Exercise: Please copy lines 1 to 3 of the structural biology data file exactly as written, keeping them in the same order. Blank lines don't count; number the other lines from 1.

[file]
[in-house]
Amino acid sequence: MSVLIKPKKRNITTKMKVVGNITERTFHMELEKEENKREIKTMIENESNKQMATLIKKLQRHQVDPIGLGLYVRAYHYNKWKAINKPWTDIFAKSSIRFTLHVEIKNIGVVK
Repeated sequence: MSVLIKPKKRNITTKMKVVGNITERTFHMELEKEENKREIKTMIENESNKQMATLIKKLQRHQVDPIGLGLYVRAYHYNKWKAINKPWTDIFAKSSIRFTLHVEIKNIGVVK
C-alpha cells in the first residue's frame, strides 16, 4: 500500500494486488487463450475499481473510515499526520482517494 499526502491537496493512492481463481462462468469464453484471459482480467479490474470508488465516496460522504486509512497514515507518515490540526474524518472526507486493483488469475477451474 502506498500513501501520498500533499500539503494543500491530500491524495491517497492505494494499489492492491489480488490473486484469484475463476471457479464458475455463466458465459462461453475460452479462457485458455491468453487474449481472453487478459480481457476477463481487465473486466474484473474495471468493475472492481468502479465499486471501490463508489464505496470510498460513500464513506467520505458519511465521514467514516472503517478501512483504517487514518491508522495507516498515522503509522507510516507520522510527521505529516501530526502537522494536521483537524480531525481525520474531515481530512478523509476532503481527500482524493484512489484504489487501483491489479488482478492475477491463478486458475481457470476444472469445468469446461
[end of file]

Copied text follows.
[in-house]
Amino acid sequence: MSVLIKPKKRNITTKMKVVGNITERTFHMELEKEENKREIKTMIENESNKQMATLIKKLQRHQVDPIGLGLYVRAYHYNKWKAINKPWTDIFAKSSIRFTLHVEIKNIGVVK
Repeated sequence: MSVLIKPKKRNITTKMKVVGNITERTFHMELEKEENKREIKTMIENESNKQMATLIKKLQRHQVDPIGLGLYVRAYHYNKWKAINKPWTDIFAKSSIRFTLHVEIKNIGVVK